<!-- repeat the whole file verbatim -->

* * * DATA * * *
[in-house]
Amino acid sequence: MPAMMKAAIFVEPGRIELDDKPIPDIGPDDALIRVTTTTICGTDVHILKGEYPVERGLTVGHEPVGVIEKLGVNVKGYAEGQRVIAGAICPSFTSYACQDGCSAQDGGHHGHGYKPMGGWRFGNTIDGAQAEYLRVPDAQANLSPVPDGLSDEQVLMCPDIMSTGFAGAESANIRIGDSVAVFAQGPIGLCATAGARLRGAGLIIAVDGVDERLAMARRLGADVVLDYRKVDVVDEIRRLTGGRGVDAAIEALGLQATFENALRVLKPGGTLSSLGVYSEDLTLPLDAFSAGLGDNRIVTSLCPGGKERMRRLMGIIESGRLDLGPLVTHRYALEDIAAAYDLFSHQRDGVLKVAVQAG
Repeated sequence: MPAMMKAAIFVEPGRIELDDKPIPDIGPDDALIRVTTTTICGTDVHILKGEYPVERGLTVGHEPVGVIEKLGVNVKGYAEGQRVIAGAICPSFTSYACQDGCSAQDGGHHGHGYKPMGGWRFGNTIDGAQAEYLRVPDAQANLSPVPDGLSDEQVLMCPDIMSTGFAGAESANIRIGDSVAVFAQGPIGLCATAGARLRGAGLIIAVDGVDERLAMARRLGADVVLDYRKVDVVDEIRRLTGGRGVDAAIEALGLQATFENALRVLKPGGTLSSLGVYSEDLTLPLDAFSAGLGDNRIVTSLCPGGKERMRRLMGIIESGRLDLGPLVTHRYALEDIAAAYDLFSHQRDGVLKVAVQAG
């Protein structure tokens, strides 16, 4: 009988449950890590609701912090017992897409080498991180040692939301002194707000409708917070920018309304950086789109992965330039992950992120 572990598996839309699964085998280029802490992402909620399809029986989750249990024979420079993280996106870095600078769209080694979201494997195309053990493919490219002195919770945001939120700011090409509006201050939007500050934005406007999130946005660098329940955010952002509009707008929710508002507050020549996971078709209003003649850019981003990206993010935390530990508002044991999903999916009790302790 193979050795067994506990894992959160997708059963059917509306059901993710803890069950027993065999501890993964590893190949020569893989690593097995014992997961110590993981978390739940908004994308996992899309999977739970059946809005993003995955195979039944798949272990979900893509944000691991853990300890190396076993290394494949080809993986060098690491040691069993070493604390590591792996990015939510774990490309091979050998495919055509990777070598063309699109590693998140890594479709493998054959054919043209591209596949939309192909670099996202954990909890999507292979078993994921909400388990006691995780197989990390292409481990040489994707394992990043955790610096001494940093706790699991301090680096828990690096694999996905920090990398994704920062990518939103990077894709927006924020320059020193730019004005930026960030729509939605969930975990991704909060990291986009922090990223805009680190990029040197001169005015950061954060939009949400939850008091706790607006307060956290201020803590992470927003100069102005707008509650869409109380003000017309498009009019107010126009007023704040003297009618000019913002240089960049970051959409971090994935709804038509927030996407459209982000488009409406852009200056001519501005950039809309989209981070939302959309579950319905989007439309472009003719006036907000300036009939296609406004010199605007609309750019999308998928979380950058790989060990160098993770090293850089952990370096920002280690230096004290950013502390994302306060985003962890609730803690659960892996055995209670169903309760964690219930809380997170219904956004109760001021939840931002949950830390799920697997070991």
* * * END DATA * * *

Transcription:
[in-house]
Amino acid sequence: MPAMMKAAIFVEPGRIELDDKPIPDIGPDDALIRVTTTTICGTDVHILKGEYPVERGLTVGHEPVGVIEKLGVNVKGYAEGQRVIAGAICPSFTSYACQDGCSAQDGGHHGHGYKPMGGWRFGNTIDGAQAEYLRVPDAQANLSPVPDGLSDEQVLMCPDIMSTGFAGAESANIRIGDSVAVFAQGPIGLCATAGARLRGAGLIIAVDGVDERLAMARRLGADVVLDYRKVDVVDEIRRLTGGRGVDAAIEALGLQATFENALRVLKPGGTLSSLGVYSEDLTLPLDAFSAGLGDNRIVTSLCPGGKERMRRLMGIIESGRLDLGPLVTHRYALEDIAAAYDLFSHQRDGVLKVAVQAG
Repeated sequence: MPAMMKAAIFVEPGRIELDDKPIPDIGPDDALIRVTTTTICGTDVHILKGEYPVERGLTVGHEPVGVIEKLGVNVKGYAEGQRVIAGAICPSFTSYACQDGCSAQDGGHHGHGYKPMGGWRFGNTIDGAQAEYLRVPDAQANLSPVPDGLSDEQVLMCPDIMSTGFAGAESANIRIGDSVAVFAQGPIGLCATAGARLRGAGLIIAVDGVDERLAMARRLGADVVLDYRKVDVVDEIRRLTGGRGVDAAIEALGLQATFENALRVLKPGGTLSSLGVYSEDLTLPLDAFSAGLGDNRIVTSLCPGGKERMRRLMGIIESGRLDLGPLVTHRYALEDIAAAYDLFSHQRDGVLKVAVQAG
């Protein structure tokens, strides 16, 4: 009988449950890590609701912090017992897409080498991180040692939301002194707000409708917070920018309304950086789109992965330039992950992120 572990598996839309699964085998280029802490992402909620399809029986989750249990024979420079993280996106870095600078769209080694979201494997195309053990493919490219002195919770945001939120700011090409509006201050939007500050934005406007999130946005660098329940955010952002509009707008929710508002507050020549996971078709209003003649850019981003990206993010935390530990508002044991999903999916009790302790 193979050795067994506990894992959160997708059963059917509306059901993710803890069950027993065999501890993964590893190949020569893989690593097995014992997961110590993981978390739940908004994308996992899309999977739970059946809005993003995955195979039944798949272990979900893509944000691991853990300890190396076993290394494949080809993986060098690491040691069993070493604390590591792996990015939510774990490309091979050998495919055509990777070598063309699109590693998140890594479709493998054959054919043209591209596949939309192909670099996202954990909890999507292979078993994921909400388990006691995780197989990390292409481990040489994707394992990043955790610096001494940093706790699991301090680096828990690096694999996905920090990398994704920062990518939103990077894709927006924020320059020193730019004005930026960030729509939605969930975990991704909060990291986009922090990223805009680190990029040197001169005015950061954060939009949400939850008091706790607006307060956290201020803590992470927003100069102005707008509650869409109380003000017309498009009019107010126009007023704040003297009618000019913002240089960049970051959409971090994935709804038509927030996407459209982000488009409406852009200056001519501005950039809309989209981070939302959309579950319905989007439309472009003719006036907000300036009939296609406004010199605007609309750019999308998928979380950058790989060990160098993770090293850089952990370096920002280690230096004290950013502390994302306060985003962890609730803690659960892996055995209670169903309760964690219930809380997170219904956004109760001021939840931002949950830390799920697997070991």